QUINCY, Mass. -- For generations, shipbuilding has been the way of life for thousands in Quincy, but next spring the General Dynamics Corp.'s Quincy Shipbuilding Division will shut down for good, idling 4,000 workers.
After the yard failed in recent attempts to win two critical Navy contracts, the company announced it would close the yard after four Navy vessels currently being built in Quincy are completed.
As the first in what will be a series of layoffs until the final closing, about 220 workers were notified they would be let go today. The yard, largest employer on Massachusetts' South Shore, has no work scheduled past the spring of 1986.
The closing, which had been rumored for months, means the end of 101 years of operation on the Fore River, where more than 1,000 vessels have been built.
'We have built ships here for over a hundred years, and this is a dismal day for all of us,' shipyard Vice President and General Manager Gary Grimes told a news conference Wednesday.
'We have all worked hard to live up to our heritage of making 'Quincy-built' the best thing you can say about a ship.'
The company and the state both pledged to expand their job placement programs. The company is now spending $10 million placing recently laid-off workers; the state has kicked in $800,000 for training programs.
Although there are no proposals for use of the shipyard, Gov. Michael Dukakis said new rapid transit cars for the Massachusetts Bay Transportation Authority could be built there.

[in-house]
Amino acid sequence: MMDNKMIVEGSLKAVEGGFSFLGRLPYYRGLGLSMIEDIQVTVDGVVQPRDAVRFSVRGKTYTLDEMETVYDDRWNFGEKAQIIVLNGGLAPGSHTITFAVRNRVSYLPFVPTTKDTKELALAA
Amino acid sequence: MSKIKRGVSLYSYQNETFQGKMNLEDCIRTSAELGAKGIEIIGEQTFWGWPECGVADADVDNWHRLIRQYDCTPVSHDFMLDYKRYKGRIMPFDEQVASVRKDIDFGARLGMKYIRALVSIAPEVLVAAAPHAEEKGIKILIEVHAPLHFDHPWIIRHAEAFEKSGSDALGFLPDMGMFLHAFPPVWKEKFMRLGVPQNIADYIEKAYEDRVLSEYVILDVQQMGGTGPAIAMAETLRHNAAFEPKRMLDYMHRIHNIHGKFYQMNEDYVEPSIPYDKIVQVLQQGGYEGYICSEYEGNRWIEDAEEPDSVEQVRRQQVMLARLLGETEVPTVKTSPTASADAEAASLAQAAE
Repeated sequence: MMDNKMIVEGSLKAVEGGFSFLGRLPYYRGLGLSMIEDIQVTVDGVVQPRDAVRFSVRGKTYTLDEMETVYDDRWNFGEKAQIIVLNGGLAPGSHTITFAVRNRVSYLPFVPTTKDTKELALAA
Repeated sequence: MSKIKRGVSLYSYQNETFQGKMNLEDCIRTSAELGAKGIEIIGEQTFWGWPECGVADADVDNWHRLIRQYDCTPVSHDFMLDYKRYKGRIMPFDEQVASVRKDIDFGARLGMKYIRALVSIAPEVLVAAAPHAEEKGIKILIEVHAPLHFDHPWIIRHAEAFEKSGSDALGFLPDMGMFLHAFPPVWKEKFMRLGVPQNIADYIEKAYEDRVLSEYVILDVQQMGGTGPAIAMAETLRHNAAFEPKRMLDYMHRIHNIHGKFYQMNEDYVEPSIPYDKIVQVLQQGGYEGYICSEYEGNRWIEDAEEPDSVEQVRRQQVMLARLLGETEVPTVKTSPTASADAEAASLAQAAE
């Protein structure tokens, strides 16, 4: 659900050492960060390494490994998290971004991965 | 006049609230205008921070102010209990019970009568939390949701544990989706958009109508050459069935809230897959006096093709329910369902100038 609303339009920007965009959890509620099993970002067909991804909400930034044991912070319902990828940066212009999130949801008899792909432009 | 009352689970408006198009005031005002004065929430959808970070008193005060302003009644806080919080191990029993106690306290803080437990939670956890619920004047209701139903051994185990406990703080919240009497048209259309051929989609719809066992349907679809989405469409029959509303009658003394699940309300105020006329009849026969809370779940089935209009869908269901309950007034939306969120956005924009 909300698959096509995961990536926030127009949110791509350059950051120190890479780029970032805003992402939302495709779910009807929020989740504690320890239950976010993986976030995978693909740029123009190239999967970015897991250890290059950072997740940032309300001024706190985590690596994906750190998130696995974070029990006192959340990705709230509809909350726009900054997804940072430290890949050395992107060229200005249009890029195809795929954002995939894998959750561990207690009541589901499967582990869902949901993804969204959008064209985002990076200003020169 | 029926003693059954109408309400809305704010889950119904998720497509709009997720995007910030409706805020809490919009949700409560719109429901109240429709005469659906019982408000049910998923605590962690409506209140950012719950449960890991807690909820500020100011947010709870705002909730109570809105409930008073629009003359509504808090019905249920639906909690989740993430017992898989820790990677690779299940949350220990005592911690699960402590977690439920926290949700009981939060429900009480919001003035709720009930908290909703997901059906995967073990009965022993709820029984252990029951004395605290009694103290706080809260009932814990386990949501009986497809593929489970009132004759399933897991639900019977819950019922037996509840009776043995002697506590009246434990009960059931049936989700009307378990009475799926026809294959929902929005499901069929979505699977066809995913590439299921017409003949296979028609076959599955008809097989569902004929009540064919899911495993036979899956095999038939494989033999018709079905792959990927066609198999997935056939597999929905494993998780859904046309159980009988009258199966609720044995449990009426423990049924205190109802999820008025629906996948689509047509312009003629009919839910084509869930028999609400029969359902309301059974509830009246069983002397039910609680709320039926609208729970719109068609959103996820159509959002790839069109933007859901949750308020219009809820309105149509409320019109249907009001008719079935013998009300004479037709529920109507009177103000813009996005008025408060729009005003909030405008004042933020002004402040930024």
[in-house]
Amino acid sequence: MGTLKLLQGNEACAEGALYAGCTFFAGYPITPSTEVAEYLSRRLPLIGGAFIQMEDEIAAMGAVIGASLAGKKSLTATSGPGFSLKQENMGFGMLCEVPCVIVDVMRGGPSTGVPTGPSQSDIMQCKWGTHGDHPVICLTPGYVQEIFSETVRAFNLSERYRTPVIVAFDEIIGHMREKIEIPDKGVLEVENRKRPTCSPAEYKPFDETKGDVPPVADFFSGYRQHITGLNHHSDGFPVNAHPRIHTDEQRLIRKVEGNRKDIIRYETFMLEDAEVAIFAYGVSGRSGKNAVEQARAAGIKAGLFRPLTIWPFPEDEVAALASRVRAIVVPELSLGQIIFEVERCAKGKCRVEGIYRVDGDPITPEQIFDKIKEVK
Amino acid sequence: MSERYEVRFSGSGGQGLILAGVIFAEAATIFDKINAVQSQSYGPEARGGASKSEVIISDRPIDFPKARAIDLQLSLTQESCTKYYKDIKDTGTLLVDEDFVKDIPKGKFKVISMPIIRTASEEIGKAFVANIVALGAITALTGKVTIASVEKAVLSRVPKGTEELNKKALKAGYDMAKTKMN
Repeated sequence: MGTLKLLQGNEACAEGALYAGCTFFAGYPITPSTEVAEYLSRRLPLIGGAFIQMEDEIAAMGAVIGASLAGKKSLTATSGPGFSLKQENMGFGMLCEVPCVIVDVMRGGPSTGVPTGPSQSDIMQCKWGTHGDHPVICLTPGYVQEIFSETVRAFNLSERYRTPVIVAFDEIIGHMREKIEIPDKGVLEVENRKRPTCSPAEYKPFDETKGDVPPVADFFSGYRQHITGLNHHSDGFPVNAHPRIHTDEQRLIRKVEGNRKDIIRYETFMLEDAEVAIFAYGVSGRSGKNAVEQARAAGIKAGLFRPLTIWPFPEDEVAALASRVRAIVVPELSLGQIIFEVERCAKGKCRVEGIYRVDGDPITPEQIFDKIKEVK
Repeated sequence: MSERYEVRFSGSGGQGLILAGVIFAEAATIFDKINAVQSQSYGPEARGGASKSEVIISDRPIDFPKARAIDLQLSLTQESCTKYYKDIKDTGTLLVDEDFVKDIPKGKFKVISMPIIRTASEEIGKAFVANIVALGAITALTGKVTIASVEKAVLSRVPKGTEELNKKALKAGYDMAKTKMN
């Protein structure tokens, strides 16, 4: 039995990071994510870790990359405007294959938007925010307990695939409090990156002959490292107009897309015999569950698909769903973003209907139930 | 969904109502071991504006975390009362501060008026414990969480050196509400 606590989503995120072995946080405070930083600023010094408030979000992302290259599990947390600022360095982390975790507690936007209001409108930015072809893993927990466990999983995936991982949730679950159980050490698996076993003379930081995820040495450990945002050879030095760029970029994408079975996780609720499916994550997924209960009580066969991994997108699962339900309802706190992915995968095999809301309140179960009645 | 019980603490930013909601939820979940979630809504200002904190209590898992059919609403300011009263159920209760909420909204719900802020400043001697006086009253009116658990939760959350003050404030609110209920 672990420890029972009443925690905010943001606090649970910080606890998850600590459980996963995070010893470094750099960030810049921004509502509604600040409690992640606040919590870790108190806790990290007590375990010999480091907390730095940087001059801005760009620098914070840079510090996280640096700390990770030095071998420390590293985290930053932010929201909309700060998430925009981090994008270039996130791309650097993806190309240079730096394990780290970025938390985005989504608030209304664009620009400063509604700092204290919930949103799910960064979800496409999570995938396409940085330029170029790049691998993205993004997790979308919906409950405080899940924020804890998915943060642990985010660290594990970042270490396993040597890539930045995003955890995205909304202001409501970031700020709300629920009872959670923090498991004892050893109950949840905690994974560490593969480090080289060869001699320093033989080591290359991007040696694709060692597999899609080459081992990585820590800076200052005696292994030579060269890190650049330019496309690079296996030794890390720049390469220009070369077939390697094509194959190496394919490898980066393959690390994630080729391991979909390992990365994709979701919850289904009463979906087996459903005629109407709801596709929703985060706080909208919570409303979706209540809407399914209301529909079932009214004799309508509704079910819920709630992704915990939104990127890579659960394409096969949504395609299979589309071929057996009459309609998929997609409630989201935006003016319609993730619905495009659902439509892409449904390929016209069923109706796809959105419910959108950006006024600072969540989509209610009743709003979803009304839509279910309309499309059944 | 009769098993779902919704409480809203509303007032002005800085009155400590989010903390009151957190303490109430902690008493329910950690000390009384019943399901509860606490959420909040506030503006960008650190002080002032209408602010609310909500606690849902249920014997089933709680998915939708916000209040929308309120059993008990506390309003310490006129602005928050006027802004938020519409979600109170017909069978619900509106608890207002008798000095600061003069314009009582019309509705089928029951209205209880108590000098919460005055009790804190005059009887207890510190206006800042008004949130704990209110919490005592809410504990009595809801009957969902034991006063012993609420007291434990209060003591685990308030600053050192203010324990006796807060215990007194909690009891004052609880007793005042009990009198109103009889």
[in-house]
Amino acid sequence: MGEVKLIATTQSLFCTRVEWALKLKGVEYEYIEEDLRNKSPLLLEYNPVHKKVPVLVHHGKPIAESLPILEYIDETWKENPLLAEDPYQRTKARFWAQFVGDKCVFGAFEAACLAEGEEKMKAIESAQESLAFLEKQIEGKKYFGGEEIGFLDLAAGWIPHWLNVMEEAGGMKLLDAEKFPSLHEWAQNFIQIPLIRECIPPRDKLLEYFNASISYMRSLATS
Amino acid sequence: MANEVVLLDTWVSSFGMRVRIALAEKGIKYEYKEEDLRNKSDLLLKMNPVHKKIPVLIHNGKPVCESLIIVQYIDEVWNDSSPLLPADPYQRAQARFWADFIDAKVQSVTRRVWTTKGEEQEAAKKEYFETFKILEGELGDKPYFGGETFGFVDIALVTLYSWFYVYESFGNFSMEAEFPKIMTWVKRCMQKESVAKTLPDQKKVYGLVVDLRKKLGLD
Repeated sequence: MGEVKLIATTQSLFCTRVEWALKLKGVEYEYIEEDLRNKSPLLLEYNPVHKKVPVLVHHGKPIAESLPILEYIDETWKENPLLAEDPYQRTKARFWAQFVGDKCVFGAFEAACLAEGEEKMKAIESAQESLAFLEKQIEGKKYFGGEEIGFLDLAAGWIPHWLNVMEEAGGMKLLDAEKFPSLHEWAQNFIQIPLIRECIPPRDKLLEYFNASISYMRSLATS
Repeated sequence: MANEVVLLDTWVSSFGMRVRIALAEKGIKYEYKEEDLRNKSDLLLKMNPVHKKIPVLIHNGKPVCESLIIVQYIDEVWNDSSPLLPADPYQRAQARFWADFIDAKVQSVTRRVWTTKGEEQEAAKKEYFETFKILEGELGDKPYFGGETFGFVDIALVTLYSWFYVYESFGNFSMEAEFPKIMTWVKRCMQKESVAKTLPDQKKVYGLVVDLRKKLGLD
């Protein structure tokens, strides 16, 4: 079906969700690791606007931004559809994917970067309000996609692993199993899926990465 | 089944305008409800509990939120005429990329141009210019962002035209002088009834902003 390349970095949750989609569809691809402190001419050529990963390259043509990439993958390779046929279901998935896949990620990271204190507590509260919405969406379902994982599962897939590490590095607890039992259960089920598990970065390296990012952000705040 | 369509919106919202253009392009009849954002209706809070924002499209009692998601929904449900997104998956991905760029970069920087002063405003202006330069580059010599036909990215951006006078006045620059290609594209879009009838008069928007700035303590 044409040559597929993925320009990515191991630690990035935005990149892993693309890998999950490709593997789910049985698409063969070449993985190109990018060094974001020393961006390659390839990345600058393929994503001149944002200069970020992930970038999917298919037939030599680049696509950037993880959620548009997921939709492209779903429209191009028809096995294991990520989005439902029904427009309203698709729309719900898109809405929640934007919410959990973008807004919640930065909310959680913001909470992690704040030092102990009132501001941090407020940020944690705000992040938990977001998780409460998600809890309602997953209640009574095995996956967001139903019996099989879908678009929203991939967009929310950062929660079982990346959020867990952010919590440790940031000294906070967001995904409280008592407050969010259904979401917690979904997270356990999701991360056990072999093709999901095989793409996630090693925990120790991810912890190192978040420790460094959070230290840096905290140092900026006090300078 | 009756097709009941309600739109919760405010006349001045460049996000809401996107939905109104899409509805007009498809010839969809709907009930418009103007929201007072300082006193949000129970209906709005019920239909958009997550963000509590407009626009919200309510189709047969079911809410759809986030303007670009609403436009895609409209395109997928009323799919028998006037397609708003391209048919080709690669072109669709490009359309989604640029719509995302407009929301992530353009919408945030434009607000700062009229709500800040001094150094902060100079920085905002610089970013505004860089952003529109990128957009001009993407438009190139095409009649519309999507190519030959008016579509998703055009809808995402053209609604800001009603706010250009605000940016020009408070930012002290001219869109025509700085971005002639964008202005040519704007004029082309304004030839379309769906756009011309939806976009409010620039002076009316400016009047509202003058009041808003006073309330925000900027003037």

The governor said he is an 'optimist' about the yard's future because of 'the quality of the workers' and 'the great location of the facility.'
Sen. John Kerry, D-Mass., said he hopes some use can be found for the shipyard.
'We want to try to guarantee that if, in fact, nothing can be done in terms of shipbuilding -- and I don't want to give up on that yet personally -- then we have an obligation to try to make sure that we're going to really reach out in a positive way and turn this into a positive thing.'
Union officials, however, accused state officials of not doing enough to keep the yard open and vowed to fight -- even if the battle takes them to Washington.
'We certainly do not intend to take this lying down,' said Richard Piccuito, president of Local 5 of the Industrial and Shipbuilders Union. 'We're not going to be scapegoats for General Dynamics.'
The Pentagon earlier this year accused General Dynamics of bid-rigging to win a contract to build 11 nuclear submarines and of overcharging the government on previous contracts. The company has since lost several major Navy contracts, including the two earmarked for the Quincy yard.
'General Dynamics has been under constant fire for all the wrongdoings and all the innuendos concerning money and overpayments,' Piccuito said. 'Somebody has to be a scapegoat to quiet up the politicians and keep the people happy. It is not going to be the Quincy Shipbuilding Division of General Dynamics.'
Shipbuilder Jim Henlyl, who began working at the yard when he was 18, has been there for 33 years.
'Who wants to hire a man who's 50 years old?' Henley said. 'They want kids they can train their way -- do their new type of work. Yet when you really come down to it for this type of industry, it's the old guy that really knows what's going on.'
The shipyard was closed only one other time. Bethlehem Steel, the former owners, closed it for one year in 1963 before selling it to General Dynamics for $5 billion.